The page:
The 2014 International CES (January 7-10 in Las Vegas) kicks off in a little more than a week. We’ve seen tons of great new tech in the past year, and we’re about to see a whole new wave of what’s going to dominate 2014. Whether you’re heading to Las Vegas with me or following the show at home, here’s what to keep an eye out for.
Wearables are here.
We’re becoming exo-digitally enhanced humans and we’re incorporating our digital world more and more into our physical world. Through gadgets like Galaxy Gear and Google Glass, we’re never more than a gesture away from accessing anything we want in the digital world. And with rumors that both LG and Samsung are working on fitness trackers, this trend is only going to get bigger. Wearables are no longer the future; they are the present, and every company wants a piece of that pie. Speaking of pie (and fitness trackers)…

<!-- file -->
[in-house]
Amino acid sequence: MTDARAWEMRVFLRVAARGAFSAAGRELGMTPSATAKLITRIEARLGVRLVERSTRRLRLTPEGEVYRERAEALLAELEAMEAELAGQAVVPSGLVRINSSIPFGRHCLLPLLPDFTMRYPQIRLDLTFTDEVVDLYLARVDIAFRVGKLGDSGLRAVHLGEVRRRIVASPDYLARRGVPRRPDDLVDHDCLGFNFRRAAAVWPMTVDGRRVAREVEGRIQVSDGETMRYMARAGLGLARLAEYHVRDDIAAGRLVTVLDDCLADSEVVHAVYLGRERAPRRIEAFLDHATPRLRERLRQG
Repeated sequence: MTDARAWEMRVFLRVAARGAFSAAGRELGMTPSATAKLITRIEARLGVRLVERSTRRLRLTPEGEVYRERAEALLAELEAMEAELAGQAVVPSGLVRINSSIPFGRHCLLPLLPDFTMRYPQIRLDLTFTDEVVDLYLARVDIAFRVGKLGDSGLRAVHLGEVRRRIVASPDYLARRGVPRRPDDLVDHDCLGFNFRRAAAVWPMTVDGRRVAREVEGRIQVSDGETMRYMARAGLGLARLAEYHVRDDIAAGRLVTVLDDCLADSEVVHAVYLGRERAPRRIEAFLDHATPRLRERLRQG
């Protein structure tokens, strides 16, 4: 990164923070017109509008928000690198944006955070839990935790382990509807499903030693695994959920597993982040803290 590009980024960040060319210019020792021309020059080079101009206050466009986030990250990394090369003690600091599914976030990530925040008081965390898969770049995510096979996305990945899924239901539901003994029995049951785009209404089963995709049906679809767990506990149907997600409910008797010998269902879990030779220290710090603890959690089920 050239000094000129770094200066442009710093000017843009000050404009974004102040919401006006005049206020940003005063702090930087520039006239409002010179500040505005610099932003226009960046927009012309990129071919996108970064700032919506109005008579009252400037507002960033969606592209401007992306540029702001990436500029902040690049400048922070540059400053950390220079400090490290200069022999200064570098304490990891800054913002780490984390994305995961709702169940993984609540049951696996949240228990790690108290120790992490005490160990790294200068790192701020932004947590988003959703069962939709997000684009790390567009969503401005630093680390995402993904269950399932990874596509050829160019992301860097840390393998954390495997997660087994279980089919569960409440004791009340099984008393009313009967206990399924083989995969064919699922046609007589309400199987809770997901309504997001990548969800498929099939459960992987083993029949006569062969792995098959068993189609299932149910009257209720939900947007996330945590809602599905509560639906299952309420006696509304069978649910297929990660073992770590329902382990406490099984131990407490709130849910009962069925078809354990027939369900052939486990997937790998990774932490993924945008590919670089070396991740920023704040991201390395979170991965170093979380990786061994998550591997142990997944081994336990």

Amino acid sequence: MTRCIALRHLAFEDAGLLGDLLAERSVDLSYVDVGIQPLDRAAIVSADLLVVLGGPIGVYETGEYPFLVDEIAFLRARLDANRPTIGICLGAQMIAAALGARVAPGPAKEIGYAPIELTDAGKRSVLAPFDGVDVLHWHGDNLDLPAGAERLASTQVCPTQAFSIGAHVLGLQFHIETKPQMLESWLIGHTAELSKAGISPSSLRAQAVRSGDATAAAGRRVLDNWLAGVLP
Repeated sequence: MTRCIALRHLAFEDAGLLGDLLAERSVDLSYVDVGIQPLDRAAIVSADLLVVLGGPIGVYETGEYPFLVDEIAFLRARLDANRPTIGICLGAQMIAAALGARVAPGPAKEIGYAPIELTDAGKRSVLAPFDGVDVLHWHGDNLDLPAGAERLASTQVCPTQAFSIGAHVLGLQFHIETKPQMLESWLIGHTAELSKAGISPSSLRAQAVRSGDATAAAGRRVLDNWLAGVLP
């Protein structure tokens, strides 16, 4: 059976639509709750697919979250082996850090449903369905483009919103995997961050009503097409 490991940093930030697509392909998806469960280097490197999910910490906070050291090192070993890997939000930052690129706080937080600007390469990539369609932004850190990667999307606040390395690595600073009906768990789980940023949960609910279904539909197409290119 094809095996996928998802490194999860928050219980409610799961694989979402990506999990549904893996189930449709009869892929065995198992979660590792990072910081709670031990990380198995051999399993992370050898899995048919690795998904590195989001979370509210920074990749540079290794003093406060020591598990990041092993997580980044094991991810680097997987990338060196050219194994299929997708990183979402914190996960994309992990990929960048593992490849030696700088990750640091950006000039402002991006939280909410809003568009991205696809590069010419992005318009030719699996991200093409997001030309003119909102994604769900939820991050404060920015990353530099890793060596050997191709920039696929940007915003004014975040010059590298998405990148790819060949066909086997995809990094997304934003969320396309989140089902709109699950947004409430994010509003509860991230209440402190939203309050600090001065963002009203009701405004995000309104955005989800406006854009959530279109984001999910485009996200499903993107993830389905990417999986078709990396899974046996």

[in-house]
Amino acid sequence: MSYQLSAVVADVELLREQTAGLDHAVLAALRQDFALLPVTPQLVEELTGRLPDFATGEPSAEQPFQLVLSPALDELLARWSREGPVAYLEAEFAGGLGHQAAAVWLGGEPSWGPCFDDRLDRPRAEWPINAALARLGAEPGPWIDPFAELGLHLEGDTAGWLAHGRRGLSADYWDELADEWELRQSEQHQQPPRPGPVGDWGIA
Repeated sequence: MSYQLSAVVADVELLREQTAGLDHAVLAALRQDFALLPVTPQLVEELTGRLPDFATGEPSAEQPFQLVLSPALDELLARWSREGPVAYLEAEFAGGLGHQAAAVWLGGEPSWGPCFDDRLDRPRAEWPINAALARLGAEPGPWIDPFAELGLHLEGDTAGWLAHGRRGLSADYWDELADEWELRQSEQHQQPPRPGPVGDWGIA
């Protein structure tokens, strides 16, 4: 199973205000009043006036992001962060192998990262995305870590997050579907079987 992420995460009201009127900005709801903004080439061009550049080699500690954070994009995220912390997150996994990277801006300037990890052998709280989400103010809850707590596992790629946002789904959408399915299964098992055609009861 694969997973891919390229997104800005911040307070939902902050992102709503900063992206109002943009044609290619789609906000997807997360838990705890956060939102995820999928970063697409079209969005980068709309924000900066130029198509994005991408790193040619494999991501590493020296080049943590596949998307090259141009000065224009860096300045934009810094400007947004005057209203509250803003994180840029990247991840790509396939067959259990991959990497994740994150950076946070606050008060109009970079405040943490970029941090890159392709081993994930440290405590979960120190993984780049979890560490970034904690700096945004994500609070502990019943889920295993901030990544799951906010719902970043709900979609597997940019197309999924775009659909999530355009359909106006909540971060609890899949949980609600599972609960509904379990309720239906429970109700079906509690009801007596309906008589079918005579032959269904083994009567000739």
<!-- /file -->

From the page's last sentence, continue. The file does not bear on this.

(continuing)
Expect big things surrounding consumer health care.
Think The Quantified Self. Think The Smartphone Diet. LG and Samsung’s gadgets might not make it to market for months, but it’s already a huge area with many companies vying for your dollars. From Jawbone to Nike and beyond, there are tons of awesome trackers out there already. With companies like Qardio and Omron and Mio and Vancive and Withings showing off amazing new products at CES, you’re about to have more choices than ever when it comes to tracking your health and quantifying your progress. And that’s to say nothing of companies like HAPI (makers of a smart fork that helps you eat better) that are helping make us healthier in other ways.
You think cutting down injuries by 90 percent and saving us $450 billion annually won’t get the attention of every major automotive manufacturer? There were a few companies showing off driverless cars at last year’s CES, and we can expect to see far more this year. Ford just announced a self-driving Ford Fusion and Volvo is dedicated to getting self-driving cars on the road by 2017. As more companies develop driverless cars, the technology will improve and the prices will go down, making it easier for all of us to get one of our very own (if we so desire).